Pinochet was the figurehead of the military coup which violently destroyed the longest running democracy in Latin America. It all beganon the 11th of September, 1973, stayed in power for 18 years. In the process he cleaved families, personal identities as well as a national identity. The numbers are numbers, “only” 3000 killed in an “efficient” extermination of the “escoria” propagated by Castro and Salvador Allende. 30,000 people, according to last years official government Valech Report, were tortured.
I was in the desert north of Chile when he first experienced the throes of death, a week before his actual death. I started asking questions.
Everyone has an experience. Some people talk about it directly, and frankly, like Juan Carlos, a twice daily shuttle driver between the mining town of Calama and the increasingly tourist resort of San Pedro. He tells of when he found himself drinking with an older family friend a while back and noted his stubby fingertips. They had been separated by many years and so he asked what happened, what was his story? All his nails had been lifted with the insertion of bamboo stakes in torture brought by Pinochet and DINA henchmen. Another driver listening on the edge of the conversation interjects, and says that around Calama rumour goes that the bones of the “detenido desaparecidos” detained and disappeared, are underneath the inches thick concrete and asphalt tarmac of the Airport.
3 hours away, in the desert oasis of San Pedro, Fabiola Lopez has dreadlocks, is openly lesbian and her 5 year old daughter builds (mud) sand castles in the dusty street in front of the 15 bikes to rent for the Germans, French and American tourists. She talks about Pinochet and she talks about her Catholic Church upbringing, stories that her refrigerators were always full during the tightest times during Allende and impunity. She went to the school with the sons of Pinochet’s brother she says, growing up body surfing the waves of the Chilean Central Pacific Coast. They liked cocaine, flaunted their last name and were let off the hook by local police upon infraction of the law.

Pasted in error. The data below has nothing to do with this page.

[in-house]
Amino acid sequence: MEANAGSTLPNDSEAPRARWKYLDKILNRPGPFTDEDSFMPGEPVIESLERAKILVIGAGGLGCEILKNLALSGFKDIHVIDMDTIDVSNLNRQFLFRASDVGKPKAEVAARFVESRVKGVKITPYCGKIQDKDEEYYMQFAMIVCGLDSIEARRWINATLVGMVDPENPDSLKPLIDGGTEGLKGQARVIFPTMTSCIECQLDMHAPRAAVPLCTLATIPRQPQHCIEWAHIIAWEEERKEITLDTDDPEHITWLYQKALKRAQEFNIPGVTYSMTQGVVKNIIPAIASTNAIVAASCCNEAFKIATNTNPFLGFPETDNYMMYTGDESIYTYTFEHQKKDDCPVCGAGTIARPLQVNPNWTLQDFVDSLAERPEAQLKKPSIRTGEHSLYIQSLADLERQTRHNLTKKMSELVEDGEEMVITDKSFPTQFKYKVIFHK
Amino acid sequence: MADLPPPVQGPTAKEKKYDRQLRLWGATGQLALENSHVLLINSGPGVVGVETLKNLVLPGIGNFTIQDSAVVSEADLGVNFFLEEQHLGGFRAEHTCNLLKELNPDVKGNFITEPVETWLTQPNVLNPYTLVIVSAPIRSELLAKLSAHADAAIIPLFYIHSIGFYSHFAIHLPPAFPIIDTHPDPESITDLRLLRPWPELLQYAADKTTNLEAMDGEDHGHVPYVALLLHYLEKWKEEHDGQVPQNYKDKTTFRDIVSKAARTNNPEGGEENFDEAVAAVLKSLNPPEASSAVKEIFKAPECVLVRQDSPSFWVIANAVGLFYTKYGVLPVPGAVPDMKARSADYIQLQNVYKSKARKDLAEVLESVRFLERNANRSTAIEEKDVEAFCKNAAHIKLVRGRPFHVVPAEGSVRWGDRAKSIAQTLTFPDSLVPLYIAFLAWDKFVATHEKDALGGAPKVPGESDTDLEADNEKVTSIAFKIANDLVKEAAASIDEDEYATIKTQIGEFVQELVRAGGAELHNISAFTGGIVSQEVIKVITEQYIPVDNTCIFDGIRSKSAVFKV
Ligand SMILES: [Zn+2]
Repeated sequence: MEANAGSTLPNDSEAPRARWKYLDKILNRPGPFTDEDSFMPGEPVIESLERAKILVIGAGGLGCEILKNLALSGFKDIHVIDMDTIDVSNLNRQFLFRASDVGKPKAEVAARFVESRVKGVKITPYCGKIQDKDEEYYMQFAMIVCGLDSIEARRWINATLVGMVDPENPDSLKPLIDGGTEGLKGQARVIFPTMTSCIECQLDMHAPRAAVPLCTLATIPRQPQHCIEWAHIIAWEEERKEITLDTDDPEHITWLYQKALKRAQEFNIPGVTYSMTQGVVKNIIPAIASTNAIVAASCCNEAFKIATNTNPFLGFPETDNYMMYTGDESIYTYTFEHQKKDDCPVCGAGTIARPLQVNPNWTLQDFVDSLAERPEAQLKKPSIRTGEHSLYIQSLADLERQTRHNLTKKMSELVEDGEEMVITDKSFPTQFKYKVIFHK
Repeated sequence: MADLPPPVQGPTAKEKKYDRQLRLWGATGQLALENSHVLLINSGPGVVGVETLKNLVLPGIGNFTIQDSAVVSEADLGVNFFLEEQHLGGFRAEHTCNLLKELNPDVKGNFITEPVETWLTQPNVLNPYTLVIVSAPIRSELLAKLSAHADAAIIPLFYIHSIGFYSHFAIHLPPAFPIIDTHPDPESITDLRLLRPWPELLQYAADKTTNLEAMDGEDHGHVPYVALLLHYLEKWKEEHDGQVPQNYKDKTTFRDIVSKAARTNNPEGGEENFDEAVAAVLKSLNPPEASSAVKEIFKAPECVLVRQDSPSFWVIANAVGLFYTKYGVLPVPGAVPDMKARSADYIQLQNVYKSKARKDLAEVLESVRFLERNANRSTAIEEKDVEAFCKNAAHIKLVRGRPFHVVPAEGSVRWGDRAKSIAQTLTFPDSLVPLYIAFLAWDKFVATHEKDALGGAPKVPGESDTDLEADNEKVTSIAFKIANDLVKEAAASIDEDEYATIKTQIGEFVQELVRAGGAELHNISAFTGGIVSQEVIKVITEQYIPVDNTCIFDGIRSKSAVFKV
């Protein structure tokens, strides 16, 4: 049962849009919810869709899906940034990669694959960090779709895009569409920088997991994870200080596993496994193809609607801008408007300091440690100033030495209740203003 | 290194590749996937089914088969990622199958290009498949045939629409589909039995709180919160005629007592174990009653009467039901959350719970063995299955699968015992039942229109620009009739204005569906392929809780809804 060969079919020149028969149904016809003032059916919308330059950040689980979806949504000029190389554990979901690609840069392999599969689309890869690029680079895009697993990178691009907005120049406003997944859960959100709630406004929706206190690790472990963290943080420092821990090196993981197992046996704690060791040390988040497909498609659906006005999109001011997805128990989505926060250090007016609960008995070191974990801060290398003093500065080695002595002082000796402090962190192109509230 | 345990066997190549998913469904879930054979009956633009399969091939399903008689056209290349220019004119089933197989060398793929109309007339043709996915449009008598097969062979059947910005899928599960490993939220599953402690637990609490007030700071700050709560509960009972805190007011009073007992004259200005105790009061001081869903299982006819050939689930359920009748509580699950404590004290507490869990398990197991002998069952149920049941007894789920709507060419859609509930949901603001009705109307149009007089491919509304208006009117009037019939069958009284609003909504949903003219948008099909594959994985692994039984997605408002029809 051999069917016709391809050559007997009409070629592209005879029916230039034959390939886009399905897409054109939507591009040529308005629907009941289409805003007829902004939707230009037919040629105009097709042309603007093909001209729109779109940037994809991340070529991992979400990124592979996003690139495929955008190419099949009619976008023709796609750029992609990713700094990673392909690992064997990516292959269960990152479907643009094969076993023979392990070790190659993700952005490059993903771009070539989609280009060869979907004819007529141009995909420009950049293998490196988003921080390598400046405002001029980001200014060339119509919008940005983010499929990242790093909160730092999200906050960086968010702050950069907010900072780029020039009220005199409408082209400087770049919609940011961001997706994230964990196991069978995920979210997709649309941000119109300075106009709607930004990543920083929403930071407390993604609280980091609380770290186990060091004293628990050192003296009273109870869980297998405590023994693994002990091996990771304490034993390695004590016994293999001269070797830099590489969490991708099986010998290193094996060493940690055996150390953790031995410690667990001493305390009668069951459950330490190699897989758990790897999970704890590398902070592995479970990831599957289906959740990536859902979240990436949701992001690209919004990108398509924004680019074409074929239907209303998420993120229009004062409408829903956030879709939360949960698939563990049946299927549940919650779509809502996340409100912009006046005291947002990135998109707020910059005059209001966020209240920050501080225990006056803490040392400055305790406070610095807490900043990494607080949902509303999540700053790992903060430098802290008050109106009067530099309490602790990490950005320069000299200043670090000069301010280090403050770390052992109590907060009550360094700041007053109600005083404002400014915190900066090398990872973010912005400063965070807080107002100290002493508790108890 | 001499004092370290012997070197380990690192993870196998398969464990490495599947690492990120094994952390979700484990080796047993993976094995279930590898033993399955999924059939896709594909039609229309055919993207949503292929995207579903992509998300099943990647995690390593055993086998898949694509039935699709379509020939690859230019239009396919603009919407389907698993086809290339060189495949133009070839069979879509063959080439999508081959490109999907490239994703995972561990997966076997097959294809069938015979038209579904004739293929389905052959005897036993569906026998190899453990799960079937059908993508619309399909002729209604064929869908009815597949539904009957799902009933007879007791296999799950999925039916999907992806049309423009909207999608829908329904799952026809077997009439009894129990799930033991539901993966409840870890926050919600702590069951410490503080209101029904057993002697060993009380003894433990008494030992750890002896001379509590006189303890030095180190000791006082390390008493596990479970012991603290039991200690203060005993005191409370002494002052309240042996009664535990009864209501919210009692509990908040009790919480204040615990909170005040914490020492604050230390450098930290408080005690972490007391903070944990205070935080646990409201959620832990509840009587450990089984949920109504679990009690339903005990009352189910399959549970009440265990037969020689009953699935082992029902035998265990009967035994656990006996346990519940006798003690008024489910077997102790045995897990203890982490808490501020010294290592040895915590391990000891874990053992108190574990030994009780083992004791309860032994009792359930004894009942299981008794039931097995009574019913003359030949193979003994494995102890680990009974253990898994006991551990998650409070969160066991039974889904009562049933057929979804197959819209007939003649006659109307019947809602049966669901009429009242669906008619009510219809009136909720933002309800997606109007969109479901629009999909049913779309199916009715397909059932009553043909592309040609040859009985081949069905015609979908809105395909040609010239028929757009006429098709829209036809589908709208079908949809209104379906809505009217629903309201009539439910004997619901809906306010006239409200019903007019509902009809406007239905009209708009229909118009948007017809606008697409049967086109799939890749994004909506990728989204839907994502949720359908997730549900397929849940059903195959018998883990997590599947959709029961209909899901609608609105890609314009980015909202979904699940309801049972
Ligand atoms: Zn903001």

“The death of Pinochet will mark the end of an era.” Karen is a friend of Fabiola’s and a short, powerful and dark massage therapist from San Pedro (who “has seen seen more famous asses than you would believe.” Cameron Diaz and Drew Barrymore, along with other Hollywood big hitters, have passed through). “It will mark the end of the patriarchy.” Her landlady hid mine unionists from Calama in her home, like in the Underground Railroad, except in vain. Police ferreted them out quickly in the small town.
Operación Retiro Televisores, or Operation Remove Televisions, in which members of the Pinochet police services dug up the bones of executed political prisoners to dump them in the ocean from helicopter, or otherwise hide their whereabouts has a memorial in the desert. Juan Carlos can see it each way on his shuttle drive, 70 yards away from the road in the remarkably barren desert, a tall cross rising above an encircling fence.
The sign on the side of the road says “Memorial.”